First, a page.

Intraventricular astrocytoma with extensive lipidization (lipoastrocytoma).
Lipidization is a well-documented but unusual phenomenon in primary neuroectodermal tumors of the central nervous system. Lipidization of the tumor cells can give rise to a xanthomatous appearance, such as that seen in pleomorphic xanthoastrocytoma and glioblastoma (7), in which numerous small lipid droplets filled the cytoplasm of the astrocytes. Lipidization may also present as adipocytic change, in which the lipid vacuoles in the cytoplasm are few and large, as exemplified by cerebellar liponeurocytoma (2), medulloblastoma (3), ependymoma (8) and low grade astrocytoma (10, 6, 4).
The presence of adipocyte-like cells in an astrocytoma is rare and only four cases were reported in the literature. The first by Walter A et al. in 1994 (10) occurred in the cerebellum, while another case reported by Roda JM et al. in the following year was intraspinal (6). Both patients were adults. The remaining two were pediatric cases reported by Giangaspero F et al. in 2002 (4), which occurred in the left temporal-occipital area and the left frontal lobe. Giangaspero F et al. also proposed the term lipoastrocytoma for the variant of astrocytoma featuring abundant lipidization of tumor cells resembling mature adipocytes. Our report is the first case of a cerebellar astrocytoma with extensive lipidization occurring in the fourth ventricle.
An unusual observation, in addition to the adipocytic change, is the perivascular arrangement of the tumor cells in a pseudorosette pattern similar to that seen in the cellular ependymoma. This feature was not described in the previously reported cases. Pseudorosettes are a common finding in ependymoma, although not pathognomonic of it. All other defining features of ependymal differentiation, such as true rosettes, cilia, microvilli, and intercellular junctions are absent in our case. In 2005, Jouvet A el al. reported a liponeurocytoma of the fourth ventricle showing similar findings of lipidization and pseudorosette formation (5). However, its immunoreactivity for neuroendocrine markers and ultrastructural finding of dense core granule permits distinction from our case in which neuroendocrine differentiation is lacking.
Our case in some aspects is also morphologically similar to a pilocytic astrocytoma, including a well-demarcated growth and presence of eosinophilic granular bodies and cystic change. However, Rosenthal fibers and the classic biphasic appearance that characterize most pilocytic astrocytomas are not observed.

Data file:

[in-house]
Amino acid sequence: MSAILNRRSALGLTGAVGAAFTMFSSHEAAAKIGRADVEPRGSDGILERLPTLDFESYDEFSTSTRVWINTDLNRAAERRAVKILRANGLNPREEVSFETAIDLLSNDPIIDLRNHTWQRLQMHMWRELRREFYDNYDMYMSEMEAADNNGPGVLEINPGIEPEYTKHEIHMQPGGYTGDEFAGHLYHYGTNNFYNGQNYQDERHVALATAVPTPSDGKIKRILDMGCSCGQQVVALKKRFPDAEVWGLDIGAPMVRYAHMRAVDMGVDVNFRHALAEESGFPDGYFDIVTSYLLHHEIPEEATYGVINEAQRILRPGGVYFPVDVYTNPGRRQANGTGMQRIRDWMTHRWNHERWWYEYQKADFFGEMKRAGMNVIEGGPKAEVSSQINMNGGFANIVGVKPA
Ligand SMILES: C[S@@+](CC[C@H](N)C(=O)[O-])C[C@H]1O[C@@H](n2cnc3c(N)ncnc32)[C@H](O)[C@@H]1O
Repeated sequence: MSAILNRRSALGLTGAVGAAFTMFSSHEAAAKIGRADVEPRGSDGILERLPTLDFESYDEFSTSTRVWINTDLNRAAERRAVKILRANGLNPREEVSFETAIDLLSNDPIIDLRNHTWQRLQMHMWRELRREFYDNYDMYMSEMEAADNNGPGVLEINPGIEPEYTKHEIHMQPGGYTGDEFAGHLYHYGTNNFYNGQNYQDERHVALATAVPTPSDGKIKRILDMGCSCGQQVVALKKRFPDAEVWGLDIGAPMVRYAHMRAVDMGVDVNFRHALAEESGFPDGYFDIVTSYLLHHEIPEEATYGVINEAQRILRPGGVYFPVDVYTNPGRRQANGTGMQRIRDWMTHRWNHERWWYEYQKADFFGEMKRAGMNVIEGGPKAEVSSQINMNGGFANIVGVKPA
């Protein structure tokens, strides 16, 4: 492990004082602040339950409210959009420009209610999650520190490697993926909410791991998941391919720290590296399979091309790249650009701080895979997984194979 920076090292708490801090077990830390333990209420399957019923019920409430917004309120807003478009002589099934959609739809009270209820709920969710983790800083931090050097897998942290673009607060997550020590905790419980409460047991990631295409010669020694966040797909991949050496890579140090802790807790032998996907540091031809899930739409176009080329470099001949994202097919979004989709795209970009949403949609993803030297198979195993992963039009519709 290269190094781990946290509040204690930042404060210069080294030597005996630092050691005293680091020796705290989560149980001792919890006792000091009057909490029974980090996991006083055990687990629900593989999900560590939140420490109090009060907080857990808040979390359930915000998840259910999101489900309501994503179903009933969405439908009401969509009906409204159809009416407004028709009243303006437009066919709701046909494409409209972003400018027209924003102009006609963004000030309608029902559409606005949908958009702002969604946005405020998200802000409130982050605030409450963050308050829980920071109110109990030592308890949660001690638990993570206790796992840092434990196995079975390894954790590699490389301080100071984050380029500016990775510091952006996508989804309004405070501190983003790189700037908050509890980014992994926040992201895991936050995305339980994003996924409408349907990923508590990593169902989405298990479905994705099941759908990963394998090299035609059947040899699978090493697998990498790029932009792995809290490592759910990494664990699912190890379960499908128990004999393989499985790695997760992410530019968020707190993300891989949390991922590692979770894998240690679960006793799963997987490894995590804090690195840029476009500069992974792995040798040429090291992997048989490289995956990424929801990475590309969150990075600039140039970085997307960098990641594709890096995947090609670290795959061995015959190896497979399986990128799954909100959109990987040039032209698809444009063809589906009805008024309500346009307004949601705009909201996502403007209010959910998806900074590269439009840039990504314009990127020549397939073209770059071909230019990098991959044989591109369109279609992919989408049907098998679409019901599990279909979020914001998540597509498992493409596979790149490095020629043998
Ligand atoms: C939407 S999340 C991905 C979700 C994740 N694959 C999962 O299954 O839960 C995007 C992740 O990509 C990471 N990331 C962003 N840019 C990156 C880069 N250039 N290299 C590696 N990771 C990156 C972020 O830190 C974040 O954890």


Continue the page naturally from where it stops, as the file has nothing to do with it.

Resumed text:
The pathogenesis of lipomatous change in neuroectodermal tumors is unclear. The proposed mechanisms include a disturbance in cellular metabolism (8), a divergent differentiation of precursor cells with capacity for differentiation into astrocytic and fat cells (1), or a true adipose metaplasia. By virtue of the fact that the fat-laden cells were proved to be of glial nature by ultrastructure, the most plausible explanation for lipidization would be a degenerative/metabolic change rather than a form of metaplasia (transformation into a phenotypically different cell) or differentiation along multiple different lines.
The prognostic significance of lipomatous changes in an astrocytoma is yet to be established. Lipomatous medulloblastomas and central liponeurocytomas have been reported to be generally more favorable than their conventional types (2, 3), while the behavior of the lipomatous ependymomas is possibly similar to that of the ordinary ependymomas (9). The pediatric cases of astrocytoma with extensive lipidization reported by Giangaspero F et al. had a favorable prognosis: both patients were alive and well after 3 and 7 years (4). The adult patients reported by Walter A et al. and Roda JM et al. were both free of tumor after 9 months and two years follow up. In our case, neither recurrence nor metastasis was noted in less than a year follow up. The well-demarcated growth, low proliferation index, and the presence of abundant granular bodies in the tumor reported here are suggestive of a low-grade biological behavior. Therefore, we propose that a lipidized variant of low-grade astrocytoma would have a better prognosis than a typical low-grade astrocytoma. However, this proposal needs further confirmation by study on a larger population.
In conclusion, we have presented an unusual case of low-grade astrocytoma of the fourth ventricle with conspicuous lipidization of the tumor cells and perivascular pseudorosette formation in a young adult. Immunohistochemical and ultrastructural studies are helpful aids in differentiating astrocytoma with extensive lipidization from other neuroectodermal tumors exhibiting lipomatous change as well as providing evidence of glial degeneration exhibited as lipidization. We also propose that astrocytoma with extensive lipidization is a low-grade tumor with favorable prognosis, and total surgical removal is curative for the disease.
Contributed by Fang-Yi Lee, MD, Yee-Jee Jan, MD, Mei-Chin Wen, MD, Mu-Chun Li, MD, John Wang, MD, PhD, Chen Wen-Hsien, MD